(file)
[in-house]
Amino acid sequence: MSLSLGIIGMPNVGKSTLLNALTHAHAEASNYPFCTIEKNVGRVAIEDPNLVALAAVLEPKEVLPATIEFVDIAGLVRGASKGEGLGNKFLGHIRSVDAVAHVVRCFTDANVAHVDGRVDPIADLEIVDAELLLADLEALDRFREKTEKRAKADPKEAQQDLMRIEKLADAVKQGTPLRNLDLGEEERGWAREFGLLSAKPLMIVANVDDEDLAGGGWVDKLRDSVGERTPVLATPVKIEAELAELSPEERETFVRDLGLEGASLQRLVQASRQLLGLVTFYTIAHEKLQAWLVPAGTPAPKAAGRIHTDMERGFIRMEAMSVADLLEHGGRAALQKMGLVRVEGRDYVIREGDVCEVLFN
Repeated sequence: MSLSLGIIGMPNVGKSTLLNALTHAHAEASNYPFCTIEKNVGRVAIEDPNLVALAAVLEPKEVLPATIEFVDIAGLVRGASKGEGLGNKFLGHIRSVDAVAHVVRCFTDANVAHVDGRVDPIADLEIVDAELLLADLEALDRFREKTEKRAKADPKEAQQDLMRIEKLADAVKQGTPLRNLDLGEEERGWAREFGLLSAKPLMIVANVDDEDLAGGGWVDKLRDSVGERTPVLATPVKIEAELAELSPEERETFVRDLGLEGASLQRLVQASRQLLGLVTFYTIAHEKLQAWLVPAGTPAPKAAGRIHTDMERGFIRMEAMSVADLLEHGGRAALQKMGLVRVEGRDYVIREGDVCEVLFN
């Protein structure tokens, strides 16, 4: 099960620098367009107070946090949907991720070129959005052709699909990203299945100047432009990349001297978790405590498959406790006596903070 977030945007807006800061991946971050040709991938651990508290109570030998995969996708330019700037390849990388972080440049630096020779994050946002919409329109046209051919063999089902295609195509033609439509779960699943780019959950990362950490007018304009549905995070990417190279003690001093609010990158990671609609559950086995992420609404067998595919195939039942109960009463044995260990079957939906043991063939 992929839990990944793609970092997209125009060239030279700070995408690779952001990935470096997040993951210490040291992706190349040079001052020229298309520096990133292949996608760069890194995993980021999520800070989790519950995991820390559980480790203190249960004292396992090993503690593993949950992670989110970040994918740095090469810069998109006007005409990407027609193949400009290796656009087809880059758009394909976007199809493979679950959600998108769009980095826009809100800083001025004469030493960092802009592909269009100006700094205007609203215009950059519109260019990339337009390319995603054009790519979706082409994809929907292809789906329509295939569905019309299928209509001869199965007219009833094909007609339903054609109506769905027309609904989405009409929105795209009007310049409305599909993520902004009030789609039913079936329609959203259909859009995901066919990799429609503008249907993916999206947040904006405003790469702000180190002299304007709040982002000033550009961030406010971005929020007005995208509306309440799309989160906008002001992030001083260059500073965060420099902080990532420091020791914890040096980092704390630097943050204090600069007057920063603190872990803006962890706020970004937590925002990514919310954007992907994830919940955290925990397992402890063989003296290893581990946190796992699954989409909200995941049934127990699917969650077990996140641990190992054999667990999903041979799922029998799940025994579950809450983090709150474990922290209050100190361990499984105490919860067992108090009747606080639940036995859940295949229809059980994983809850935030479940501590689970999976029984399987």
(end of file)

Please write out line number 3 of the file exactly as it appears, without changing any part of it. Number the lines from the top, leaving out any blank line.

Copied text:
Repeated sequence: MSLSLGIIGMPNVGKSTLLNALTHAHAEASNYPFCTIEKNVGRVAIEDPNLVALAAVLEPKEVLPATIEFVDIAGLVRGASKGEGLGNKFLGHIRSVDAVAHVVRCFTDANVAHVDGRVDPIADLEIVDAELLLADLEALDRFREKTEKRAKADPKEAQQDLMRIEKLADAVKQGTPLRNLDLGEEERGWAREFGLLSAKPLMIVANVDDEDLAGGGWVDKLRDSVGERTPVLATPVKIEAELAELSPEERETFVRDLGLEGASLQRLVQASRQLLGLVTFYTIAHEKLQAWLVPAGTPAPKAAGRIHTDMERGFIRMEAMSVADLLEHGGRAALQKMGLVRVEGRDYVIREGDVCEVLFN